The blue sunbrella, mid-dance, vanished down the Malecon in an instant. But the spectator heard a word wafting back to her ear, sung in so dulcet a tone that, as she sat bereft on the bench, a great healing settled deep in her bones. The word she heard drifting back like a dream? Salud.

(Salud: Spanish for health; used in Mexico as a declarative equivalent of God Bless You! when someone sneezes.)

*This piece of FUN was the result of the visual (and audio) prompt at our writing group this week. We closed our eyes and heard the sound of it opening, and then opened them to view the sunbrella before we wrote in silence together as we always do. (My beautiful sister Pattie in this photo was not part of the prompt.)

photography by Susa Silvermarie


Lake Chapala Beltane

I watch, across the lake,
dark arms of  falling water,
rainfall pouring on the mountains.
The sea of the lake  pitches and rolls
from the south and east
with the Guaracheño wind,
night descending now,
drama building,
sudden coolness
congealing the greengray waves.

Lovers on the Malecon
only give attention to each other
though perhaps their ardency
feeds the growing storm.
At the edge of water
a musician lifts his saxophone
to send his trills into the mix.

Lightning flashes horizontal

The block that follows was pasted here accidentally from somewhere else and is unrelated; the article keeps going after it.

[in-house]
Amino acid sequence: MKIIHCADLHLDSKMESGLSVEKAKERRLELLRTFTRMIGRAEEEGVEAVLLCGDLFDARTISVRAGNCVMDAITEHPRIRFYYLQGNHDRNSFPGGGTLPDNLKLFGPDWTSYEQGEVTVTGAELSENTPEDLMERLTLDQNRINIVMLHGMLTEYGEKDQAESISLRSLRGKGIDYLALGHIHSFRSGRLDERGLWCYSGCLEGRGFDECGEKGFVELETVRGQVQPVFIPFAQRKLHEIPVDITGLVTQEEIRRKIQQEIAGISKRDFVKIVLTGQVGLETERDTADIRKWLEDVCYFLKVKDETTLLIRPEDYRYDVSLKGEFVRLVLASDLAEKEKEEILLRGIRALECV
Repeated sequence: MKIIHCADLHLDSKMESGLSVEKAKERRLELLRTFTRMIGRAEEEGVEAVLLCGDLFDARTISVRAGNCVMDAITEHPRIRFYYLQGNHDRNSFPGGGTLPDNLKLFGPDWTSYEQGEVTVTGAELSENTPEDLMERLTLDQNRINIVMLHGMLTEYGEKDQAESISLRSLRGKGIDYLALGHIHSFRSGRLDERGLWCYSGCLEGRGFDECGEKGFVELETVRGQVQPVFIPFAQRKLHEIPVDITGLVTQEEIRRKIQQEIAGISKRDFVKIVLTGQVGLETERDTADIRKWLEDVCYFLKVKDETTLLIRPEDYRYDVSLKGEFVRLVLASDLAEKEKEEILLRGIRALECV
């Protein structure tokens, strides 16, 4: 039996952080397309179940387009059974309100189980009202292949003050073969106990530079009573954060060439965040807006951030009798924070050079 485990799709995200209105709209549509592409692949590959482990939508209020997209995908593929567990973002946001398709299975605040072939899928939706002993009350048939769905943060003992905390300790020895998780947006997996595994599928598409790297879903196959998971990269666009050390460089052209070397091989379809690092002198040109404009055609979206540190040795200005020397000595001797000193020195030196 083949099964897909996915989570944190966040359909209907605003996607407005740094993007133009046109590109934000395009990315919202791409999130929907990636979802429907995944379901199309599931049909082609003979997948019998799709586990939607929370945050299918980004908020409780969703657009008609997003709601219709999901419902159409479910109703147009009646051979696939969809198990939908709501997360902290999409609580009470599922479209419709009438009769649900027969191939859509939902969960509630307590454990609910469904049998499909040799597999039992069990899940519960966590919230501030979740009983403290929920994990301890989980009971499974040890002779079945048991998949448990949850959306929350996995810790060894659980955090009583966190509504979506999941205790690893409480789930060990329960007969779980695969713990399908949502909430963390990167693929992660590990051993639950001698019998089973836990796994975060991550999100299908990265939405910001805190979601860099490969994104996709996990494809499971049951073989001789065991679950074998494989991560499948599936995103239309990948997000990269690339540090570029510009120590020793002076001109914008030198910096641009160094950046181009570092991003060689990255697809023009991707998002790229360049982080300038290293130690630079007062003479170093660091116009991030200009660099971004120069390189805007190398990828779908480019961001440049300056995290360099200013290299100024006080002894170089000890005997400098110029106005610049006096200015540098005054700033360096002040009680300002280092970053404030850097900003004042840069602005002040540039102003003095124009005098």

kissing the hills like a hissing snake
in a singular blaze of passion.
And again, prone,
this time lightning
swaddles the long line of hills
in its white blanket of illumination.
Finally it stabs, vertical to earth.
Every strike, I gasp in gratitude.

The rain begins in gentle drops.
The saxman stays, and the lovers,
and so must I, revel in
this world, this weather, this being alive.

©Susa Silvermarie 2018

*Beltane is a Pagan high holy day held on May 1, midway between Spring Equinox and Summer Solstice. Lake Chapala, shallow and fifty miles in length, 5000 feet above sea level, is located just south of Guadalajara in central Mexico.


Macron’s Call to Higher Ground

I don’t write about politics, though I have made poems about the  ramifications of policies and political actions. The last thing I expected was that a speech on U.S. soil by a French politician could possibly give me cause for a new optimism about the future of the planet. Yet it was so.

French President Emmanuel Macron’s speech to the United States Congress on April 25, 2018 appeals to the highest nature of all of us “building together, the 21st century world order.” He repeats the important concept of multilateralism several times, referring to an alliance of multiple countries pursuing a common goal, and he speaks of human rights, rights of minorities, and shared liberty as true answers to the disorders of the world! It was stunning to hear the usually divided US Congress responding to his speech so unanimously and uproariously. We are all so very hungry for this clear articulation of passionate ideals!